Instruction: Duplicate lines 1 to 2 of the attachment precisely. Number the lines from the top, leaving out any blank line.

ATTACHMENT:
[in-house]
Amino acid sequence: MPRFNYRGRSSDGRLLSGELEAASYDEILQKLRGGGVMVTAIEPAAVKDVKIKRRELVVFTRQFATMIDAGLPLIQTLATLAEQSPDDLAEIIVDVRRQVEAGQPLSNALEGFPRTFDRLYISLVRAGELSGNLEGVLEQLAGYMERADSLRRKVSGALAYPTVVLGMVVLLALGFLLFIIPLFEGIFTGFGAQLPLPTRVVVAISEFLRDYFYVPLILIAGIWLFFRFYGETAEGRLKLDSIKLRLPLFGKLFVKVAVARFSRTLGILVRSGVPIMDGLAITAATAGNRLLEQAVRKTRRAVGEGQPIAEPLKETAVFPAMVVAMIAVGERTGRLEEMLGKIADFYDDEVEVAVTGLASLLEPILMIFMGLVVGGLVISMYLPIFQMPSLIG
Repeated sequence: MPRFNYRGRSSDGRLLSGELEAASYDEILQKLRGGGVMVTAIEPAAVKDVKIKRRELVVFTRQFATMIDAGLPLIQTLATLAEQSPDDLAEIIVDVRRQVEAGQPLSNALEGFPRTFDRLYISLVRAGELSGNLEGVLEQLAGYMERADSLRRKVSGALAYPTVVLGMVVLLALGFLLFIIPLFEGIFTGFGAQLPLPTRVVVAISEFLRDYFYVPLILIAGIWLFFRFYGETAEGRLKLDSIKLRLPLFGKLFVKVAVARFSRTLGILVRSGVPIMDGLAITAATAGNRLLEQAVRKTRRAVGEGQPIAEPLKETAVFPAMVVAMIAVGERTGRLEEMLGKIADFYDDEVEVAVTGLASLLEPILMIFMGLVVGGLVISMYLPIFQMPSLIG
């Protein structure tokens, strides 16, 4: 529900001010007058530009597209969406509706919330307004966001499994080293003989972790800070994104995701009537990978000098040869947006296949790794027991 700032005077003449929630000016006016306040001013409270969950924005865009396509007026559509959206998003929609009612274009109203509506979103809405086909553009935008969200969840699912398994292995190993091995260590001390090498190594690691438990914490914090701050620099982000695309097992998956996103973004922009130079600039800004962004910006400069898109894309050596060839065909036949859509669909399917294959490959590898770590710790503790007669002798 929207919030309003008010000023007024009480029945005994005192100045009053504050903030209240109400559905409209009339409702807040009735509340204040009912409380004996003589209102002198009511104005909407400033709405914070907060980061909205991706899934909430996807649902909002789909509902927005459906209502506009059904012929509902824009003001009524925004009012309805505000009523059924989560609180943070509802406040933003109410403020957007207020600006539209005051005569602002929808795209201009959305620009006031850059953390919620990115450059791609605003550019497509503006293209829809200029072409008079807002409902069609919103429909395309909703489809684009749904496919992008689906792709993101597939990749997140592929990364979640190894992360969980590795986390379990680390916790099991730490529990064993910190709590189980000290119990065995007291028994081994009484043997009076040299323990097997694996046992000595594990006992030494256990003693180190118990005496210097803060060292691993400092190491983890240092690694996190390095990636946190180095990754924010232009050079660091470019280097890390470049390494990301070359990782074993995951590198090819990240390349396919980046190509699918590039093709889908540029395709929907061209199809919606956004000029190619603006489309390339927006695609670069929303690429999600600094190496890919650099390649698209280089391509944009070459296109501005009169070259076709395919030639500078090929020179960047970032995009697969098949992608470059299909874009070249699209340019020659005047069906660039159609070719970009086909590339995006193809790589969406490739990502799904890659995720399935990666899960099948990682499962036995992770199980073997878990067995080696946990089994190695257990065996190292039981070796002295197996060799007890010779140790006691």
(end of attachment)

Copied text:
[in-house]
Amino acid sequence: MPRFNYRGRSSDGRLLSGELEAASYDEILQKLRGGGVMVTAIEPAAVKDVKIKRRELVVFTRQFATMIDAGLPLIQTLATLAEQSPDDLAEIIVDVRRQVEAGQPLSNALEGFPRTFDRLYISLVRAGELSGNLEGVLEQLAGYMERADSLRRKVSGALAYPTVVLGMVVLLALGFLLFIIPLFEGIFTGFGAQLPLPTRVVVAISEFLRDYFYVPLILIAGIWLFFRFYGETAEGRLKLDSIKLRLPLFGKLFVKVAVARFSRTLGILVRSGVPIMDGLAITAATAGNRLLEQAVRKTRRAVGEGQPIAEPLKETAVFPAMVVAMIAVGERTGRLEEMLGKIADFYDDEVEVAVTGLASLLEPILMIFMGLVVGGLVISMYLPIFQMPSLIG